The Swift Current, Sask., native, who has an undergraduate degree in jazz performance, worked in film, sold art and helped save a historic theatre in his hometown, grew up listening to and watching CBC. “It was our window onto the world.”
After his first successful pitch, Nakonechny went on to work on other documentaries for the national broadcaster, as well as segments for CBC programs like C’est la Vie and Homerun.
But despite his real-world journalism experience and proven storytelling chops, Nakonechny felt the grad diploma would provide him with the tools he needed to make it as a reporter. “It gave me the skills I needed to work in the newsroom.”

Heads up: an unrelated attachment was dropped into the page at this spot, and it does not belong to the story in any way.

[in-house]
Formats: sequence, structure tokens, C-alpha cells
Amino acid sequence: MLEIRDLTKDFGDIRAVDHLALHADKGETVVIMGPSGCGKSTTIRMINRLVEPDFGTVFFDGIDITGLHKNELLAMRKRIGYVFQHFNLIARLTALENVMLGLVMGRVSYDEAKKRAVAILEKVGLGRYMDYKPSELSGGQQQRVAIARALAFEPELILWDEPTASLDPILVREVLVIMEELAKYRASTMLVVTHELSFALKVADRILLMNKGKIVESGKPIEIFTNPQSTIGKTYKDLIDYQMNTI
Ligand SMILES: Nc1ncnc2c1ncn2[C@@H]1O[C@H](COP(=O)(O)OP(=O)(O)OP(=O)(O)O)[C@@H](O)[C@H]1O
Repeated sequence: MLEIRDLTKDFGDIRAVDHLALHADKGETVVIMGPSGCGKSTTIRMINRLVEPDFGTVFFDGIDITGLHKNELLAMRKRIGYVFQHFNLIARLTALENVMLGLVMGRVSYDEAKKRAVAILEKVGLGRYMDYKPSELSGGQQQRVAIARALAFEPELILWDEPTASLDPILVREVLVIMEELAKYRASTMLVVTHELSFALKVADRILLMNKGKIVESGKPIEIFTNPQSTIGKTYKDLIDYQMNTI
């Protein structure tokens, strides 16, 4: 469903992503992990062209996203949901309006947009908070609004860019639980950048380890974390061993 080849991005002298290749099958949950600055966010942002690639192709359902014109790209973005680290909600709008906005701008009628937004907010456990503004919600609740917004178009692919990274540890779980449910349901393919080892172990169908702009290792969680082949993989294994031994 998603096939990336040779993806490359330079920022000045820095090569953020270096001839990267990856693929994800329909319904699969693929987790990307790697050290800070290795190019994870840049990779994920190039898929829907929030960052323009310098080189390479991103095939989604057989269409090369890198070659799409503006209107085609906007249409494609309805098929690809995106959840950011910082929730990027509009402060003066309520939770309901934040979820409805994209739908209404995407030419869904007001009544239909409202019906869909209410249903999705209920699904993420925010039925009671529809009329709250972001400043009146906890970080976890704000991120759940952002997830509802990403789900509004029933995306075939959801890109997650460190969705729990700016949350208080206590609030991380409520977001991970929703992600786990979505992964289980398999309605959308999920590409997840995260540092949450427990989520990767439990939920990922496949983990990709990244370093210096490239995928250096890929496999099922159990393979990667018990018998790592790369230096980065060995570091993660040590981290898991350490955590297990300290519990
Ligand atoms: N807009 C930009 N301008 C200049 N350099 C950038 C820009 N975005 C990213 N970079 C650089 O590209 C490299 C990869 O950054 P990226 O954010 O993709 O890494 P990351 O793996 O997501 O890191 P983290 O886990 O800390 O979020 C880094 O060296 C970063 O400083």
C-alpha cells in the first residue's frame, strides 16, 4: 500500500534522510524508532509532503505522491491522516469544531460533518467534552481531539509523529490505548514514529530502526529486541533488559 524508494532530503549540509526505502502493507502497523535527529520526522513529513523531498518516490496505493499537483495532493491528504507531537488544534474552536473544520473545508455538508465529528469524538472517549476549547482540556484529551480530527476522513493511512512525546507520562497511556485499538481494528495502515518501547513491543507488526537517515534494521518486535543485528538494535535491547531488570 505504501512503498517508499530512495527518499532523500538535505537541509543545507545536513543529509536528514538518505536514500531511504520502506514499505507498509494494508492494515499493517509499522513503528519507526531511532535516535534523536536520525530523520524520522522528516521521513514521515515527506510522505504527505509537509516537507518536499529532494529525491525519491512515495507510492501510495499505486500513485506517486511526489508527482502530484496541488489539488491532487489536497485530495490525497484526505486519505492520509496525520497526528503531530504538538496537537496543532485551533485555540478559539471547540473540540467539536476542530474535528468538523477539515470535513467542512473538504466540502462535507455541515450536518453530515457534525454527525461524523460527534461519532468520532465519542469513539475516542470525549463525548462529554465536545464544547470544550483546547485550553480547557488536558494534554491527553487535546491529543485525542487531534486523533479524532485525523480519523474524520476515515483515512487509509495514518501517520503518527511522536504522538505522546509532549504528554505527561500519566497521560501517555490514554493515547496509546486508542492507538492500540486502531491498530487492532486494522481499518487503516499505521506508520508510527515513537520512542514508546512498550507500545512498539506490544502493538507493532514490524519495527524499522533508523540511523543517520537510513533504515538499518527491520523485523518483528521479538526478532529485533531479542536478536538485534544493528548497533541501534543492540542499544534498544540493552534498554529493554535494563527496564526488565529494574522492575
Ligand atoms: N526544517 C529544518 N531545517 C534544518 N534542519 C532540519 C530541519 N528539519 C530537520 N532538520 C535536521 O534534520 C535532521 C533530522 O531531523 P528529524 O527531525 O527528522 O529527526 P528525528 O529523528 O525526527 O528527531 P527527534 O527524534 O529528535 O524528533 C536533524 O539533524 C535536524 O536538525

Learning how to put together a television package, getting acquainted with journalism law and figuring out when to use a term like asylum-seeker and refugee are all lessons the have served him well post-university. “The classes were very practical and tailored to reality,” he says.
While in the program, Nakonechny received the Sportsnet Diploma Scholarship in Journalism as well as the Susan Carson Award, which he said helped ease some of the financial and emotional burden that came with his decision to go back to school.
“When I applied to the Sportsnet Scholarships, I was a 35-year-old graduate student with a spouse and a one-year-old. It was a tough time for our family,” Nakonechny wrote in a letter thanking the donors. “Their generosity made a difference in my life; I felt grateful,” he adds.